Recent years have seen a growing interest into resilience to suicidality, which has been described as a perception or set of beliefs which buffer individuals from suicidality in the face of stressors. The current review extends this research by introducing the buffering hypothesis, a framework for the investigation of resilience to suicidality. The key proposal of this is that psychological resilience factors should be viewed as existing on a separate dimension to risk which acts to moderate the impact of risk on suicidality. Furthermore, like risk factors, resilience factors are bipolar, with their positive pole conferring resilience and their negative pole acting to amplify suicidality. Seventy-seven studies were identified which investigated (a) whether psychological moderators of risk exist and (b) the particular psychological constructs which may act as moderators. The review found strong support for the existence of psychological moderators and indicated a moderating impact of attributional style, perfectionism, agency and hopelessness. These findings support the buffering hypothesis and suggest that a range of psychological factors may confer resilience to suicidality. These results suggest that the identification of moderators may improve estimates of suicide risk and that the development of buffering factors could be a key focus of suicide interventions.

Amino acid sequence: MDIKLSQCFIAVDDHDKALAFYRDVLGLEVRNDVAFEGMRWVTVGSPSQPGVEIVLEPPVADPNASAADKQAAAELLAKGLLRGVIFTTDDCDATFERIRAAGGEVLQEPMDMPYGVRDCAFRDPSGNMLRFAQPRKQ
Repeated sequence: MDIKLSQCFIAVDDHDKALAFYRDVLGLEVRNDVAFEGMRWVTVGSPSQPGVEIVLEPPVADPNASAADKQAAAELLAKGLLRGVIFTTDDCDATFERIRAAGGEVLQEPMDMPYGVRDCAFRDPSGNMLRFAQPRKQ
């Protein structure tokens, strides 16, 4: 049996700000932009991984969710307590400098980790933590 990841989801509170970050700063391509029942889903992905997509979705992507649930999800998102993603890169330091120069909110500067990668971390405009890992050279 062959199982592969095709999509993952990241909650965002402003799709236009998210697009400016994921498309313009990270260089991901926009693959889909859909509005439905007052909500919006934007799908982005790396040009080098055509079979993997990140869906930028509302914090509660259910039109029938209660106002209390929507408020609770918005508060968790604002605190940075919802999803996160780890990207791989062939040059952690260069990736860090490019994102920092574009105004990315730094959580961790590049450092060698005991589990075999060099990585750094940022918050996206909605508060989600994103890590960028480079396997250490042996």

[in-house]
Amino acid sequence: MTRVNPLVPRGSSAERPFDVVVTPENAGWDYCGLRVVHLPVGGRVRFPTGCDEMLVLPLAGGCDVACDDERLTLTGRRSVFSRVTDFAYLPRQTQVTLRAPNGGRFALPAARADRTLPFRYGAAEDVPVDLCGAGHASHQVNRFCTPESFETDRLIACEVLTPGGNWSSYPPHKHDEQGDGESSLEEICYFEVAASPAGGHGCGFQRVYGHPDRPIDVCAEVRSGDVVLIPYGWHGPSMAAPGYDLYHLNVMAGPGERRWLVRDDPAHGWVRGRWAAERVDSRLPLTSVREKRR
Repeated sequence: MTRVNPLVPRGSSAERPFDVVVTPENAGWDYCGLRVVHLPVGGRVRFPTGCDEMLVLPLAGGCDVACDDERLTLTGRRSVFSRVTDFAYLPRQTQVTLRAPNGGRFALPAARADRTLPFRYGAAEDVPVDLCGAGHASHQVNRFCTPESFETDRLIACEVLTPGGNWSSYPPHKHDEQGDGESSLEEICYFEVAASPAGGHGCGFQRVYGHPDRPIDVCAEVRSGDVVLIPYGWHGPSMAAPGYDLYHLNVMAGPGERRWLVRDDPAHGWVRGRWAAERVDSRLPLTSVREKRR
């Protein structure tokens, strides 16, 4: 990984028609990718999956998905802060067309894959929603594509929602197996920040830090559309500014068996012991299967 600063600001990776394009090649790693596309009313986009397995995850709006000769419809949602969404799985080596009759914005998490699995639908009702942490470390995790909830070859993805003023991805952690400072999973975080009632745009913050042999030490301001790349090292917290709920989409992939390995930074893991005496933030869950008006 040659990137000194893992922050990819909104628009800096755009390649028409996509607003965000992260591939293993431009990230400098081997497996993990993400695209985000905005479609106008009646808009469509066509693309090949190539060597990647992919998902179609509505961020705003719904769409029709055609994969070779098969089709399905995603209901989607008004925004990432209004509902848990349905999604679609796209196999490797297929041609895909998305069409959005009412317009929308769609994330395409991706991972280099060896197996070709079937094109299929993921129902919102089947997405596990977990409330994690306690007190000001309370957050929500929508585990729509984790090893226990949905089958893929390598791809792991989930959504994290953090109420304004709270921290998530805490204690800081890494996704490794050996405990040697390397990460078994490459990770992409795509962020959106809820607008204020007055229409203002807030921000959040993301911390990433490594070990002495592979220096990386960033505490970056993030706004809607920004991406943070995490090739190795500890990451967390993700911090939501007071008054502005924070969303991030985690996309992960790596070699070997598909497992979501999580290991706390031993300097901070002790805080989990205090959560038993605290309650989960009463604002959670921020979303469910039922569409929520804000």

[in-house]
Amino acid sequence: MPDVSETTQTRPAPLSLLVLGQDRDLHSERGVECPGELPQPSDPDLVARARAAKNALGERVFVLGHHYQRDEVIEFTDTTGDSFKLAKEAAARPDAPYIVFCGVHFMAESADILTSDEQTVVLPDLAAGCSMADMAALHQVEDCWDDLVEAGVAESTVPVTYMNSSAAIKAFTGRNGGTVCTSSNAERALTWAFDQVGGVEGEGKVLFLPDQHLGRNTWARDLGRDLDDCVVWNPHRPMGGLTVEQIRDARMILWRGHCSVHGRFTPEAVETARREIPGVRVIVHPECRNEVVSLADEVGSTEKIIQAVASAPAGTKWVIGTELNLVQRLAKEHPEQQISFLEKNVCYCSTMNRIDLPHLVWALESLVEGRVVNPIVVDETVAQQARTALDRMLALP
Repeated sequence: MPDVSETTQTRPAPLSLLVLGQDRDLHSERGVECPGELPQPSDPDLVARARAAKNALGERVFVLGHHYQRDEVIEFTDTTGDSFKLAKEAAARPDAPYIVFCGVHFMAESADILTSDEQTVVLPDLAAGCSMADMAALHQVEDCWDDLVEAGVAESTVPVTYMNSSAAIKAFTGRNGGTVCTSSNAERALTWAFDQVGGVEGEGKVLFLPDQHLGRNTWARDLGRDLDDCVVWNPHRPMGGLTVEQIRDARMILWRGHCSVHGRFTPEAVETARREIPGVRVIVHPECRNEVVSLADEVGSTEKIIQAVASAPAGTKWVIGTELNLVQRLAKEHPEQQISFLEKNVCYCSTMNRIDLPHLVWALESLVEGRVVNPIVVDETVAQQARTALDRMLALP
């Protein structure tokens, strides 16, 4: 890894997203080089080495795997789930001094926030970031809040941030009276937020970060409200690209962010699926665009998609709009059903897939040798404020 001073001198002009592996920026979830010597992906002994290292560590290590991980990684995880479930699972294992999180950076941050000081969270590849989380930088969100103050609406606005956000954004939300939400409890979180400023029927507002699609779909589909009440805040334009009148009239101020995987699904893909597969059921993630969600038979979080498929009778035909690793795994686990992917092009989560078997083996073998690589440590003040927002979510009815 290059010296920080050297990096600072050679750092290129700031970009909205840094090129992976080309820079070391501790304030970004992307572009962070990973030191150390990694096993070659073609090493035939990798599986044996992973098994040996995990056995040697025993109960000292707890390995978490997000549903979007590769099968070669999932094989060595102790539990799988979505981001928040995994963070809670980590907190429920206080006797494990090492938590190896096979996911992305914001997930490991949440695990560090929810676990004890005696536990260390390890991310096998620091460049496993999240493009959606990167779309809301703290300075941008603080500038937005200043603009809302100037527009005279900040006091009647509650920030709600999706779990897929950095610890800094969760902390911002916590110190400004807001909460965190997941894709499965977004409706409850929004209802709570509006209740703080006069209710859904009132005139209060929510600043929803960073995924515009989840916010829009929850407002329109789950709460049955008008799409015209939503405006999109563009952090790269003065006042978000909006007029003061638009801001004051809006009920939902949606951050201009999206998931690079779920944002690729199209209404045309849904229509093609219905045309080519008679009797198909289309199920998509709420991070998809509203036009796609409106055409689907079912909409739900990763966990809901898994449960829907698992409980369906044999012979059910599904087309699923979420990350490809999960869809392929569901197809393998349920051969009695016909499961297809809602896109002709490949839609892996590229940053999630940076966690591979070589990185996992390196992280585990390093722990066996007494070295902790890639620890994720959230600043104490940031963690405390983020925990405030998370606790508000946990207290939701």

- Suicidal ideation